Just the other day I was listening to a radio show discussion concerning “handouts.” The discussion revolved around whether or not people should be given handouts without any demands in return. Some guy called up to complain about the people in New Orleans being lazy after the hurricane (both black and white folks, according to the caller), and leaving all the rebuilding jobs to Mexican labor, much of which was illegal. He said that whenever he saw a crew working hard, he knew it was entirely Mexican, because Americans just don’t have the gumption to do hard work anymore.
It is beyond me why people can’t figure out why Mexicans are willing to work so much harder than Americans at the same jobs. It is directly related to the difference of cost of living between Mexico and America. What many Americans don’t understand is that a lot of Mexicans want to return home, and those that choose to stay in the US and become citizens can maintain dual nationality courtesy of Mexican law, so they can return at any time without any loss of privileges.
In 2007, the average daily wage in Mexico came out to about $16 US per day. That is $2/hour over a full workday. A Mexican illegal alien making $10/hour in America is making five times what the average Mexican worker does, and plenty of illegals make a lot more than that. A few years ago, an experienced Mexican roofer could earn about $25/hour here in the states.
For Americans, the national average wage in 2007 came out to $40,405.48. That’s about $20/hour. Now imagine there was some magical, wealthy country full of jobs for young American men. Let’s say the unskilled young men were offered $100/hour, and the skilled ones (carpenters, plumbers, etc.) well over $200/hour. These young men would jump at the opportunity to take these jobs, and would put up with substandard conditions, such as communal living in cramped quarters, without a second thought. They wouldn’t mind the idea of living under threat of a forced but free ride home, because they’d know that they could probably get back in if they wanted, and going home isn’t all that bad anyway. And of course they’d work hard to keep their jobs, because after just a year or two on the job they could buy a house back home with cash and return as one of the wealthier men in town. After five years or so making the equivalent of $400,000 per year roofing, a young man would be set for life! Even five years making $200,000 per year washing dishes would be swell — it would be like working for 25 years making the average national wage.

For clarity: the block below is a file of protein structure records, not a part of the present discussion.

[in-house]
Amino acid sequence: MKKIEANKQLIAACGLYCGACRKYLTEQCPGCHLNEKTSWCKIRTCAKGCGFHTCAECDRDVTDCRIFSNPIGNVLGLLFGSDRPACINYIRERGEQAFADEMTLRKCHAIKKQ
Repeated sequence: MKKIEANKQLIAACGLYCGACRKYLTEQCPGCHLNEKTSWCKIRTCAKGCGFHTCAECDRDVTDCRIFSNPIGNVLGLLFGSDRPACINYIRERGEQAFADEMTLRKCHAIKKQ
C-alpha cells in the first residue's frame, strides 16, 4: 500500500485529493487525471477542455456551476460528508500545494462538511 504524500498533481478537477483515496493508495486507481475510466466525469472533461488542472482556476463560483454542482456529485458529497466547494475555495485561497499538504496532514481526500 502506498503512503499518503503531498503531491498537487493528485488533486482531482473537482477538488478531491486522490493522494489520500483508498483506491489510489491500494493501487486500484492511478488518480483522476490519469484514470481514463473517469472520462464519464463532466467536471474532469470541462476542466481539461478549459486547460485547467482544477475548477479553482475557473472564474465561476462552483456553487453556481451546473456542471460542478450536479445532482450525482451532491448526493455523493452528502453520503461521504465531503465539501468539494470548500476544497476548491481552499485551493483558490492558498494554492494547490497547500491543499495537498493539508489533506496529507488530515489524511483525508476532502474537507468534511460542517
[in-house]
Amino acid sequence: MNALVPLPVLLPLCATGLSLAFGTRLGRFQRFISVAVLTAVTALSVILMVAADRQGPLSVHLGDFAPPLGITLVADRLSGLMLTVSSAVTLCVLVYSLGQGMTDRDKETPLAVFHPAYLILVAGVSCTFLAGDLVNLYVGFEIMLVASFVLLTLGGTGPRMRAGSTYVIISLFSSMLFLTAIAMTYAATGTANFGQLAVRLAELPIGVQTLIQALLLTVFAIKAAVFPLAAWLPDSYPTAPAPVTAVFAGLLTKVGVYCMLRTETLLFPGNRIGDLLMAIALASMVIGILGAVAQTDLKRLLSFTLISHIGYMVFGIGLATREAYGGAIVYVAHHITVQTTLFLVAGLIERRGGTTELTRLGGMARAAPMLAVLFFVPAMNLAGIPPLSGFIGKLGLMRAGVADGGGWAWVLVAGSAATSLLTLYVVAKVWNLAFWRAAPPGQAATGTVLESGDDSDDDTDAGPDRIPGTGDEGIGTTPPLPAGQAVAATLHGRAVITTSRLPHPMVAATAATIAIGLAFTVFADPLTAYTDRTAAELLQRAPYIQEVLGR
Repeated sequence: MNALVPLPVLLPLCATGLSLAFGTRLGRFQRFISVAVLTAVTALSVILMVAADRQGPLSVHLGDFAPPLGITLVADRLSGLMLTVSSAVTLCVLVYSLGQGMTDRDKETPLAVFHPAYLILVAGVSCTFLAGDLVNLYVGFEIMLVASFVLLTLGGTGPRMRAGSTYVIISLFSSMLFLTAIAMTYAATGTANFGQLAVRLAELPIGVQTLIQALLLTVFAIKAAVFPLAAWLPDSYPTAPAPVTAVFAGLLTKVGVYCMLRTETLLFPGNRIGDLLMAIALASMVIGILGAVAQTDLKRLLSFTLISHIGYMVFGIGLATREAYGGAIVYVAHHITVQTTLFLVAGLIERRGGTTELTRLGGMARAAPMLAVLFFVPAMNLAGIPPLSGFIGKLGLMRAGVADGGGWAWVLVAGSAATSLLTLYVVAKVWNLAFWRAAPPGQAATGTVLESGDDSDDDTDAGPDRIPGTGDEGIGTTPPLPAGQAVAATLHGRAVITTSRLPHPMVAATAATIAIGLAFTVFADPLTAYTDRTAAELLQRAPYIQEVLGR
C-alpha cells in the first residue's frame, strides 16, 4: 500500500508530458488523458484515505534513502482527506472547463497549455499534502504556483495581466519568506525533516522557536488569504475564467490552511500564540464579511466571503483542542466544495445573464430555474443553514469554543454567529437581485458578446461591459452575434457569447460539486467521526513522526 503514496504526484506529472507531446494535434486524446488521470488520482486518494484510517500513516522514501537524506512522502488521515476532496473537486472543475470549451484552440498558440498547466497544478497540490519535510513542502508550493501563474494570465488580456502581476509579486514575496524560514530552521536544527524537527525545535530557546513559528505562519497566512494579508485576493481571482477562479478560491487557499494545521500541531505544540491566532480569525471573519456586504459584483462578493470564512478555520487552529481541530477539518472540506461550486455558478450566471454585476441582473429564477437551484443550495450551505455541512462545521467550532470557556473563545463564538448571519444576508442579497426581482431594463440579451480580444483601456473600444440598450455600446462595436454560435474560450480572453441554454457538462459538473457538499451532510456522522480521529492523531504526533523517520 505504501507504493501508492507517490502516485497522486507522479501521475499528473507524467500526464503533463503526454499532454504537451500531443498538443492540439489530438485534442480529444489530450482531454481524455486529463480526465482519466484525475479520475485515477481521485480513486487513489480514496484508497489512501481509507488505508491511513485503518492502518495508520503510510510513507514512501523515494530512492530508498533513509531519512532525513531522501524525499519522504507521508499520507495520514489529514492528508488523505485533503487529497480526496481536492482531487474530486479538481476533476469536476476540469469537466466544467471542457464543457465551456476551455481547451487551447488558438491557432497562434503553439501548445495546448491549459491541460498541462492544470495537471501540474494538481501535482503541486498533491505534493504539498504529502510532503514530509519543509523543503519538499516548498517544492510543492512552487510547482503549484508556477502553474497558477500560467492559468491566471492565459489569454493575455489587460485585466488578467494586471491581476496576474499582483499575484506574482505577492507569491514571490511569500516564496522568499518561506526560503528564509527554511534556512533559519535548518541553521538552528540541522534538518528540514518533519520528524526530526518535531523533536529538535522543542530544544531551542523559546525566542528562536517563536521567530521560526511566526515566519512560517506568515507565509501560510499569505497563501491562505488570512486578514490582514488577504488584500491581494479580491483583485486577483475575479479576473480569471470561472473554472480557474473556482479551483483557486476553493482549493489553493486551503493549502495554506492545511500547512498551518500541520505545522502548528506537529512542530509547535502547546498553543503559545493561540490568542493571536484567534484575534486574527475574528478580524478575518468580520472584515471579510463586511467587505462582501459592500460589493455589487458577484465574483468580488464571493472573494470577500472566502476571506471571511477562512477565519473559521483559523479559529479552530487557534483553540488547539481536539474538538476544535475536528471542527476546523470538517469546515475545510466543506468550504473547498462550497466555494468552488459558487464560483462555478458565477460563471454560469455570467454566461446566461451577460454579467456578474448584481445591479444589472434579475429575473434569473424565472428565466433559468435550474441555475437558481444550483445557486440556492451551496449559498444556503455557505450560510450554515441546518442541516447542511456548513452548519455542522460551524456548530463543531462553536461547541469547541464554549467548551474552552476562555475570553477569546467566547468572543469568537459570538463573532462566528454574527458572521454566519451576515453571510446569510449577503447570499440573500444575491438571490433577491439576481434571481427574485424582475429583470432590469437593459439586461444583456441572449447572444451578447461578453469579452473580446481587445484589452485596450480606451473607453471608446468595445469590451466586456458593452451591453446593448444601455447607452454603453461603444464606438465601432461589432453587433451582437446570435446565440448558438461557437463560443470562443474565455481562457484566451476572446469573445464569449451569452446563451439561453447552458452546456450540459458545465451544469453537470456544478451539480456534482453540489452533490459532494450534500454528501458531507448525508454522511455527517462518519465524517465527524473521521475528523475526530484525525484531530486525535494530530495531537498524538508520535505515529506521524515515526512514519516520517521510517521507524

On the other hand, for the young American, $10 an hour in a major city will get him a crappy studio apartment, cheap shoes, a bicycle and a little left over for recreation in dive bars and the like. Even in the country $10 per hour is a downright lousy wage. Maybe enough to rent a trailer and buy a used pickup. What motivation does the young American have to go out in the hot sun, sweating and working in a dangerous occupation, when he’s guaranteed nothing but a miserably low status in his own home?
So whenever you hear someone talking about “jobs Americans won’t do,” just remember the above. It really blows my mind that people can’t figure out why Mexicans are so eager to work as hard as they do in America. I’d suggest that people go to Mexico and see how hard Mexicans scramble for jobs that pay $1.00 per hour, which is roughly the Mexican equivalent to making $10 per hour in the US. Somehow, I doubt they’d be such eager workers at that wage.
Of course, one could make the argument that the Mexican standard of living is lower overall, but it isn’t that much lower, and motivation has a whole lot to do with one’s perspective. Relative to what they could have had before in Mexico, they are getting paid like CEOs for doing manual labor. And American workers are simply losing any leverage they might have had to demand a living wage.